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Eating to live NOT living to eat: "What's the difference?"

July 12, 2016

 

Taste is very important! We all agree, and if it doesn't taste good no claim of healthiness  can persuade many to eat it. However taste is not what's all to consider. In fact, eating something only because it tastes good has been a major factor in the epidemic of lifestyle related diseases that we see so prevalent here in North America (heart disease, diabetes, cancer). Of course I do not want to overgeneralize and be misunderstood to sound as if I am saying that everyone who has a lifestyle related disease made their diet choices based on taste only and not on reason, but, its an undeniable reality that we need to start reforms with regards to what we call food. We need to start eating to live instead of living to eat. 

 

It starts first of all with being open minded. If we as humanity were not open-minded I am sure no university would have a research lab. Being open to something new, (given that it is evidence based), like eating a plant-based meal,is one of the best things you can do to invest in your health. Scientific research actually confirms that eating a plant based diet does a lot of good to you for example: lowering one's risk of having a heart attack or a stroke (Do, et al. 2011).  Well, what about the protein?

 

What about the protein? Many people are under the impression that a plant based diet is deficient in proteins. I used to think like that too until I had the opportunity to be enlightened from facts, evidence based facts! Before I answer this question, lets consider a good objection lesson from nature for a moment; the cows! What about the the cows now? Cows don't eat roasted ribs, or chicken burgers but grass and water, yet do they have protein deficiencies? I know we are not cows so let me answer the questions from a human perspective. Humans typically think that plant based diets are deficient in protein, primarily because when proteins were first discovered they were discovered in animal flesh and not in plants. Hence, people generally believed that if you need protein you need steak but we now know that plants have proteins, and in addition they do not have the negative effects of animal food products like increasing your risk of having colorectal cancer (WHO, 2015). In an article released by WHO in 2015, the said that processed meats are a group 1 type carcinogen (cancer causing agent), and although it doesn't mean equlivalent danger, its interesting to note that the "group 1 type" classification also includes other well-known carcinogenic substances such as tobacco and asbestos. Enough about the bad news.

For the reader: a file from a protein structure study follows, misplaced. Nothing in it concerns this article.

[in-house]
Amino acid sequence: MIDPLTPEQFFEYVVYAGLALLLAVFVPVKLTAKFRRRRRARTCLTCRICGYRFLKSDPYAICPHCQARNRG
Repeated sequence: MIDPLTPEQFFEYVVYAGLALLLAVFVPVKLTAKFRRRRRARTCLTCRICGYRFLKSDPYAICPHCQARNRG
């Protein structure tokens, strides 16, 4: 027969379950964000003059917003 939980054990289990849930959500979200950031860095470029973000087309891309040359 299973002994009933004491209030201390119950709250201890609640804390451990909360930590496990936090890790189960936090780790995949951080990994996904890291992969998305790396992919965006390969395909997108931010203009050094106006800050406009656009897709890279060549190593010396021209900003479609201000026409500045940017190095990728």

The GOOD news:

The great wall of China was not built in one day. Small steps you make in your diet do make a difference. Taking one step at a time; here are a few suggestions

 

1. Consider having a meatless Monday every week.

 

2. Consider attending a local FREE vegan cooking class. More Details here

 

3. Take advantage of the In-Your-Home Vegan Restaurant home cooking service.

 

4. Stay open minded...!

 

References

 

Do, R., Xie, C.,3, Zhang, X., Ma ¨nnisto, S., Harald, K., Islam, S., Bailey, S., D., Rangarajan, S., McQueen, M., J., Diaz, R., Lisheng6, L., Wang,X., Silander, K., Peltonen, L., Yusuf, S., Salomaa, V., Engert1, J., C., & Sonia S. (2011).The Effect of Chromosome 9p21 Variants on Cardiovascular Disease May Be Modified by Dietary Intake: Evidence from a Case/Control and a Prospective Study. Retrived from http://www.ncbi.nlm.nih.gov/pmc/articles/PMC3191151/

 

World Health Organization. (2015). Q&A on the carcinogenicity of the consumption of red meat and processed meat. Retrieved from http://www.who.int/features/qa/cancer-red-meat/en/

 

 

 

 

 

 

 

 

 

 

 

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